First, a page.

As shown in the image below, your body fat is ‘locked away’ until you deplete (but not exhaust) your glucose stores.  

As you delay eating and deplete the glucose in your blood, the glycogen in your liver can flow back into your bloodstream to be used.  Then, as you deplete glucose, your body will turn to the stored energy in your adipose tissue for fuel.  

Rather than fasting for days on end, it only takes a few hours for the glucose in your blood to return back to baseline.  To reduce your blood sugars and your body fat, you just need to wait a little longer to allow your blood sugar a little lower.  

Monitoring your blood glucose is a great way to measure your overall energy balance and need for food at any point in time.  Hunger training enables you to confirm that you are drawing down on your stored glycogen in your liver and muscles which in turn more of your body fat to be used for fuel.  

Your Personalised Trigger 

Establishing Your Personalised Trigger is a key component of our Data-Driven Fasting system.  During Phase 1 – Baselining, you establish the blood sugar that you tend to feel hungry at and typically choose to eat.  To find Your Personalised Trigger, you can download our free baselining spreadsheet here.  

Chasing a lower premeal trigger 

Data-Driven Fasting focuses on the long term trend using shorter bursts of restriction to ensure your blood sugars and weight are moving in the right direction.  

Just like any smart fitness training routine balances exercise and recovery to ensure positive adaptation, Data-Driven Fasting ensures that your short periods of energy deficit are balanced with nutrient-dense feeding to achieve long term progress.

Shorter burst of fasting also allows you to ensure that diet quality is maximised (i.e. adequate protein and nutrients) during feeding rather than the energy-dense bingeing that often follows multi-day fasts. 

Weight loss results with Hunger Training

We have been blown away with the progress that people have been able to make in our Data-Driven Fasting 30 Day Challenge.

Participants in the Data-Driven Fasting Challenge lost an average of 5.1% of their body weight.  The average weight loss was 4.1 kg (or 9.0 lbs) at a rate of 1.3% per week as people chased a lower pre-meal blood sugar target.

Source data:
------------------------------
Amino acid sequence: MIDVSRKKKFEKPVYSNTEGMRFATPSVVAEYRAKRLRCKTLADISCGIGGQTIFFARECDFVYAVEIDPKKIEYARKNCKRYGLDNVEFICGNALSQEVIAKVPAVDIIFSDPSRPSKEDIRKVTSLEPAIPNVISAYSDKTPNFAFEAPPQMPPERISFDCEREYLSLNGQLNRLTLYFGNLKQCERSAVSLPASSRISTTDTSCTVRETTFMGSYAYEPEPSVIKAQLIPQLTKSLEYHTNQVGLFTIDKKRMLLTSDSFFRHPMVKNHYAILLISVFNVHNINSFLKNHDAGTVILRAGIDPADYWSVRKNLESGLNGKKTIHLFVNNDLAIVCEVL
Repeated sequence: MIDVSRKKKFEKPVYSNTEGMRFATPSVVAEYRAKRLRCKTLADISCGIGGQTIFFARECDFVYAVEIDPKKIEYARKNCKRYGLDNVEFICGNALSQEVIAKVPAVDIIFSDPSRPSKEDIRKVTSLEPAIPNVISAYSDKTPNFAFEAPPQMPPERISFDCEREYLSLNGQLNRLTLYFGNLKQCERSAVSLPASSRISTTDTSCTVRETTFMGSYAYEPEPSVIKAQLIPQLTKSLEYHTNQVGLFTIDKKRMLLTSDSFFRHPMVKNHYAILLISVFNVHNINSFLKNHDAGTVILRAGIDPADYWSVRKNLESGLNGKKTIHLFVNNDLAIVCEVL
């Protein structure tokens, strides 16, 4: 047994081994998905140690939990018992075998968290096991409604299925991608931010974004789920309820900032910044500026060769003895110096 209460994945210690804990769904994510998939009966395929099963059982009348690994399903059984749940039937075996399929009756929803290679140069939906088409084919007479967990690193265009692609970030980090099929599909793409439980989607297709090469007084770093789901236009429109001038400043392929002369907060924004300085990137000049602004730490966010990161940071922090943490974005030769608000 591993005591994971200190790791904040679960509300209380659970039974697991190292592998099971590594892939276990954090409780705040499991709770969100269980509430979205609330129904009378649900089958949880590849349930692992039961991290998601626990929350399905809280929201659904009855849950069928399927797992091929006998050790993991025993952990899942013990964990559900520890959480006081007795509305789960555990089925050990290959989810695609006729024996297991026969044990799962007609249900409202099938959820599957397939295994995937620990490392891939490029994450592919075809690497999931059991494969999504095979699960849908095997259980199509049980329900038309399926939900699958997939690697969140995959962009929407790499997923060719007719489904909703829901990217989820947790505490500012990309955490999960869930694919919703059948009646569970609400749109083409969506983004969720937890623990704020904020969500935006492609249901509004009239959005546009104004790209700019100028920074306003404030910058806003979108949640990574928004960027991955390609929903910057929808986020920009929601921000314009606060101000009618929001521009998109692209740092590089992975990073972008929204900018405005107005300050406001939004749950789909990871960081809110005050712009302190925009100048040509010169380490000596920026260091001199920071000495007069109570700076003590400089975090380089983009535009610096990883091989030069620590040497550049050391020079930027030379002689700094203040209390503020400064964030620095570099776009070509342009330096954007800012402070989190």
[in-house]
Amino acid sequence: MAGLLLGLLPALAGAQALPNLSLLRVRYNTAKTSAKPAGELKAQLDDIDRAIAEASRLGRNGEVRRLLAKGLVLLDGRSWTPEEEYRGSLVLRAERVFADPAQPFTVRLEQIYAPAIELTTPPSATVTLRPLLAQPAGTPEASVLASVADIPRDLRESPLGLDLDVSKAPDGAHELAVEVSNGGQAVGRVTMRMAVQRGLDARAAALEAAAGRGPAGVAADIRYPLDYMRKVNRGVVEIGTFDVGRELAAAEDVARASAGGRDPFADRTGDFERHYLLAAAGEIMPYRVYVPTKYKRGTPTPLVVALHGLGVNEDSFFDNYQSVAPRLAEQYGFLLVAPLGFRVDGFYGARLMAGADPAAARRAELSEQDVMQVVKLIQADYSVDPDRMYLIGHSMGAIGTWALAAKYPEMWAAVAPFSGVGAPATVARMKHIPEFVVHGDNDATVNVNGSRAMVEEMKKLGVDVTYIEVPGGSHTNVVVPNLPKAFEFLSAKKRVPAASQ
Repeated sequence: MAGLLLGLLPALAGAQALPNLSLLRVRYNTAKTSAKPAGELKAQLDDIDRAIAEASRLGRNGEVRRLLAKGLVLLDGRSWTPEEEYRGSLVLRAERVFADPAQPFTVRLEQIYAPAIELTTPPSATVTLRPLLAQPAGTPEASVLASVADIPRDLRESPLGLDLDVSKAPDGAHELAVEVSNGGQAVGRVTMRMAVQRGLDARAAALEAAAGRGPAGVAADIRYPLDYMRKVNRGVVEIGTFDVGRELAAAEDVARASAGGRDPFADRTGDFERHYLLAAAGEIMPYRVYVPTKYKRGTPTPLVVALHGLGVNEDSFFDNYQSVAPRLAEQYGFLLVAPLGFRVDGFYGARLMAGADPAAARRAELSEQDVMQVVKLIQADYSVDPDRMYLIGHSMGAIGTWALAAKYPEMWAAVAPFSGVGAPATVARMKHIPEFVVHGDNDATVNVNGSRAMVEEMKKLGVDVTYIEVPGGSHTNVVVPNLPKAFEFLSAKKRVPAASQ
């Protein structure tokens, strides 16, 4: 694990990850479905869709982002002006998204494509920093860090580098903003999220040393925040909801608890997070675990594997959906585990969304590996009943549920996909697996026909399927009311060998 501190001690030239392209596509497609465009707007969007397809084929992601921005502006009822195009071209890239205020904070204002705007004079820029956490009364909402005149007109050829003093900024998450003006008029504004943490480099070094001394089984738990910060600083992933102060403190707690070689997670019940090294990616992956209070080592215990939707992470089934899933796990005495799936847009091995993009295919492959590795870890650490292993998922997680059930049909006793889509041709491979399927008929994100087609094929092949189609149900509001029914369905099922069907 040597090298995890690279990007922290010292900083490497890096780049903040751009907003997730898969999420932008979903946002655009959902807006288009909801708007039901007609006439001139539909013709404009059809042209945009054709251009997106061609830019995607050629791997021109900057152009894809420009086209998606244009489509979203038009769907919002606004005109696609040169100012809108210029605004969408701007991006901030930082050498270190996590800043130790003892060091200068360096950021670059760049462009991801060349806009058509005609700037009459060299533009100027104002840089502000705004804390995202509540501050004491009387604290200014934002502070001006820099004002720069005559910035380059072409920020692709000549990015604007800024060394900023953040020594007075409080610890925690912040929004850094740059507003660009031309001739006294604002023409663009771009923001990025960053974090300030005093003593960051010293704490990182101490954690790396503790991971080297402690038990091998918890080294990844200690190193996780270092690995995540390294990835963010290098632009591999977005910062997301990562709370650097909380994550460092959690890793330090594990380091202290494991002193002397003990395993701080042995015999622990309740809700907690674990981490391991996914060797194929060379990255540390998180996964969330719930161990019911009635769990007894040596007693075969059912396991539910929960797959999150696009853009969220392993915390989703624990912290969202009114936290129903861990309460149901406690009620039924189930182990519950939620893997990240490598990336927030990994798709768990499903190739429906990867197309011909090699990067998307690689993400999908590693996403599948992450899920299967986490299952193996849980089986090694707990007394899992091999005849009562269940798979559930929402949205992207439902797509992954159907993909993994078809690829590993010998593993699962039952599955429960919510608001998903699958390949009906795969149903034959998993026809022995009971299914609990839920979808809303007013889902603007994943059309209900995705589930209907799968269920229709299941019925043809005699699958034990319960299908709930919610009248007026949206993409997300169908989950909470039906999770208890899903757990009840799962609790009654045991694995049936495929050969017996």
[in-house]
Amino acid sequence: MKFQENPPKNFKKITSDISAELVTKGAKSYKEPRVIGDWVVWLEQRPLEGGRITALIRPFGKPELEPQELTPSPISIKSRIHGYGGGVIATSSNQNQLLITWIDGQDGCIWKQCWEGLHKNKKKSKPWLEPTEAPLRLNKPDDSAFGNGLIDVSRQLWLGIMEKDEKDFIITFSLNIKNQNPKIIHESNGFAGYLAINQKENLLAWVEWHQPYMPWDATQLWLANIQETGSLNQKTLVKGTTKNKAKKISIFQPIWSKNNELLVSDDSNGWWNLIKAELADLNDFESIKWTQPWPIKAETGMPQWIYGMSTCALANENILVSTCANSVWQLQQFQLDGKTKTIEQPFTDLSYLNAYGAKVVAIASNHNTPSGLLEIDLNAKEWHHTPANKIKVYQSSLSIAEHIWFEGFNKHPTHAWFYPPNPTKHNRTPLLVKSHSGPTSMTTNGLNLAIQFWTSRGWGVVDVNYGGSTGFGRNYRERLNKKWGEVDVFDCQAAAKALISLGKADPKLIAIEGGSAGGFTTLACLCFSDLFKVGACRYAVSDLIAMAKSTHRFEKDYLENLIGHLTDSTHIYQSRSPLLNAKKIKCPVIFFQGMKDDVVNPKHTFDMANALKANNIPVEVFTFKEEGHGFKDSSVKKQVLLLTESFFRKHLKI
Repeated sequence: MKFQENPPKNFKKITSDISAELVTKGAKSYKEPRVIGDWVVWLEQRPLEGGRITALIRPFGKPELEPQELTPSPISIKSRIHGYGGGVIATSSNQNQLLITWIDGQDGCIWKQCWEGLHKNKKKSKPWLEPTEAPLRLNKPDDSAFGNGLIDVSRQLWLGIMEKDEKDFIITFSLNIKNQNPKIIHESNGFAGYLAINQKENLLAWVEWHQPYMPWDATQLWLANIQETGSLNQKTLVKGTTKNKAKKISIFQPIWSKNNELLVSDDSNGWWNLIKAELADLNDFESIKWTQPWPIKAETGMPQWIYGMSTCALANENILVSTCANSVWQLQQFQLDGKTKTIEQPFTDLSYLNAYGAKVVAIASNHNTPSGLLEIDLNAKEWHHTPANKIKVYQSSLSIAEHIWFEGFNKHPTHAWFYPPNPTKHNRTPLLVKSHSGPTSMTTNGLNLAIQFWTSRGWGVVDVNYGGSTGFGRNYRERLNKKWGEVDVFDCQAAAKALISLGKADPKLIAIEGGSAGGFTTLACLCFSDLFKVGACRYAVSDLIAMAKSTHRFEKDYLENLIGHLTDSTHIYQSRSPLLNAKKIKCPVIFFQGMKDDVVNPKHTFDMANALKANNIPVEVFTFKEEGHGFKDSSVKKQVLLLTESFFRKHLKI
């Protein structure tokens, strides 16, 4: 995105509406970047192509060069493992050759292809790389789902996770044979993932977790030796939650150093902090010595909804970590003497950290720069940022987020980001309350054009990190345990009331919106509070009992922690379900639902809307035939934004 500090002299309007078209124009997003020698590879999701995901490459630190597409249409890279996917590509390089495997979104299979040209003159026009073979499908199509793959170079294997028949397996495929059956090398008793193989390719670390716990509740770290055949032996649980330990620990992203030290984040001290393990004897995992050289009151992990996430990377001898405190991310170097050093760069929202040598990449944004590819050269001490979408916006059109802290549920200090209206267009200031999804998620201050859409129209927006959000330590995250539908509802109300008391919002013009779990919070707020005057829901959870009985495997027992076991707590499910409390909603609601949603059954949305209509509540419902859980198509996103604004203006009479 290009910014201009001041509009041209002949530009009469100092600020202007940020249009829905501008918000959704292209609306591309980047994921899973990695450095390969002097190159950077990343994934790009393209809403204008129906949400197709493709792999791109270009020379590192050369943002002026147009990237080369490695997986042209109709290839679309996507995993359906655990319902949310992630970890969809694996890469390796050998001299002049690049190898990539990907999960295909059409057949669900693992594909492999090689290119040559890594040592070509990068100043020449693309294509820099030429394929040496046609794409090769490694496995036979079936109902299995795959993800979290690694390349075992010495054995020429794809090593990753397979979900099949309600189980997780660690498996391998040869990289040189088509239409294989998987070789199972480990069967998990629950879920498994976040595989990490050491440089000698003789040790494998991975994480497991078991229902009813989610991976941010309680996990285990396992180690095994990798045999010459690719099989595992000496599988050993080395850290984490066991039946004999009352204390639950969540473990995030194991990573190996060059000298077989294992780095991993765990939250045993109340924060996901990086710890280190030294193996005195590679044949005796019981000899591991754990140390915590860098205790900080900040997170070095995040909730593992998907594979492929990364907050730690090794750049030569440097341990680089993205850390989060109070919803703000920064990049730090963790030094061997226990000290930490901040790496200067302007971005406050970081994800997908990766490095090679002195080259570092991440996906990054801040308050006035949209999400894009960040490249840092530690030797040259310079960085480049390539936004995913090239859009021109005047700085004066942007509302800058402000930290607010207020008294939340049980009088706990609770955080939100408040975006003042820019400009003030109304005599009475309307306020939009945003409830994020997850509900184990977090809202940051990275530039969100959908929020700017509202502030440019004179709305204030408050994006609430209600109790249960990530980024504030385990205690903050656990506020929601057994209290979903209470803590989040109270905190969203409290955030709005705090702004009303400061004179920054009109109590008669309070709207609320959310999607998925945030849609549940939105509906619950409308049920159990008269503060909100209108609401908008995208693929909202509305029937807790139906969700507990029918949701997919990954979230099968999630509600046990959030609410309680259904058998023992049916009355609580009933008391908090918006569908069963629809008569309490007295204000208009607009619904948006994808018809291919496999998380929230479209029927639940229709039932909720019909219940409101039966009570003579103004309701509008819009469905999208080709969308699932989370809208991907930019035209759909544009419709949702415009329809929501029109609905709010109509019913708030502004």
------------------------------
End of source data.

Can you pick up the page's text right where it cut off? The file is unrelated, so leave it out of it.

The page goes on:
Body fat loss with Hunger Training 

More importantly, with a focus on nutrient-dense refeeding, participants in the 30-Day Challenge were able to lose an average of 14.4% of their body fat at a super impressive rate of 3.6% per week.  On average, participants lost 3.9 kg of body fat (8.7 lbs).  

Body fat percentage decreased from 37.4% to 34.5% over the four weeks.  

Data-Driven Fasting 30-Day Challenge

After trialling Data-Driven Fasting with more than six hundred people, we found that a structured approach was critical to ensure they avoided the common pitfalls and confusion. 

So we created the Data-Driven Fasting 30-Day Challenge to help you align your fasting schedule with their unique metabolism, goals, preferences and routine.

The Data-Driven Fasting 30-Day Challenge will guide you through the following critical elements to optimise your fasting routine.

  • Baselining – find Your Current Trigger to identify true hunger and when you need to eat to refuel.
  • Current foods and meals – learn how the foods you currently eat affect your blood sugar.  Which ones leave you satisfied? Which ones lead you to eat more than you need to?
  • Hunger training – learn to delay eating until your blood sugar is below Your Personal Trigger to ensure you eat only when you need to refuel.  This will ensure you are lowering your blood sugar and insulin levels over the whole day and ensure you are burning your body fat.
  • Curb your late-night binging – use your waking blood sugar to identify if you are eating too late in the day.
  • Main Meal vs Discretionary Meals – identify the Main Meal that you will use to anchor your eating routine and ensure you get enough nutrients.
  • Optimise your eating routine – lock in your new eating routine to guarantee you are moving towards your goals.

The challenge includes:

  • a 30-day Program to guide you to optimise your fasting routine.